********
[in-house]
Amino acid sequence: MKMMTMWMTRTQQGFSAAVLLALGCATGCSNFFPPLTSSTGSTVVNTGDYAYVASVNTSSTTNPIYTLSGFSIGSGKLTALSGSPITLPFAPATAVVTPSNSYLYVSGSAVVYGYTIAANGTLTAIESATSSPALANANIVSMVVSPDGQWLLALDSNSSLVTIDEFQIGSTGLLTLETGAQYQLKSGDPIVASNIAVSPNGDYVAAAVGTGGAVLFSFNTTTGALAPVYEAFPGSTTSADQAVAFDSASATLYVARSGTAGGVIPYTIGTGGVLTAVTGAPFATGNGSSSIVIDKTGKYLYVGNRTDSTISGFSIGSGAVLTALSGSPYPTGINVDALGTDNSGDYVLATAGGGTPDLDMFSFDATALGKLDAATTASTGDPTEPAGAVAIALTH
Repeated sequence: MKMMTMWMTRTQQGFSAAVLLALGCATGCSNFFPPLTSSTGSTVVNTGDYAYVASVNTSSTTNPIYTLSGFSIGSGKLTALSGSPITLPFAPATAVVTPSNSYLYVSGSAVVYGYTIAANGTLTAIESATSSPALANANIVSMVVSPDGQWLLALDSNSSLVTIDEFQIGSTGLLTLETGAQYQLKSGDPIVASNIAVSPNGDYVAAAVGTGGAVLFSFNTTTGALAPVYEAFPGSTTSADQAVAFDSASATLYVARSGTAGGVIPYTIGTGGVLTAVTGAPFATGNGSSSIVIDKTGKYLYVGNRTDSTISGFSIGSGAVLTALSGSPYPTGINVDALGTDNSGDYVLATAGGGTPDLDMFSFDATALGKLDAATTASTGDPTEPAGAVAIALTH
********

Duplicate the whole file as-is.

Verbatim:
[in-house]
Amino acid sequence: MKMMTMWMTRTQQGFSAAVLLALGCATGCSNFFPPLTSSTGSTVVNTGDYAYVASVNTSSTTNPIYTLSGFSIGSGKLTALSGSPITLPFAPATAVVTPSNSYLYVSGSAVVYGYTIAANGTLTAIESATSSPALANANIVSMVVSPDGQWLLALDSNSSLVTIDEFQIGSTGLLTLETGAQYQLKSGDPIVASNIAVSPNGDYVAAAVGTGGAVLFSFNTTTGALAPVYEAFPGSTTSADQAVAFDSASATLYVARSGTAGGVIPYTIGTGGVLTAVTGAPFATGNGSSSIVIDKTGKYLYVGNRTDSTISGFSIGSGAVLTALSGSPYPTGINVDALGTDNSGDYVLATAGGGTPDLDMFSFDATALGKLDAATTASTGDPTEPAGAVAIALTH
Repeated sequence: MKMMTMWMTRTQQGFSAAVLLALGCATGCSNFFPPLTSSTGSTVVNTGDYAYVASVNTSSTTNPIYTLSGFSIGSGKLTALSGSPITLPFAPATAVVTPSNSYLYVSGSAVVYGYTIAANGTLTAIESATSSPALANANIVSMVVSPDGQWLLALDSNSSLVTIDEFQIGSTGLLTLETGAQYQLKSGDPIVASNIAVSPNGDYVAAAVGTGGAVLFSFNTTTGALAPVYEAFPGSTTSADQAVAFDSASATLYVARSGTAGGVIPYTIGTGGVLTAVTGAPFATGNGSSSIVIDKTGKYLYVGNRTDSTISGFSIGSGAVLTALSGSPYPTGINVDALGTDNSGDYVLATAGGGTPDLDMFSFDATALGKLDAATTASTGDPTEPAGAVAIALTH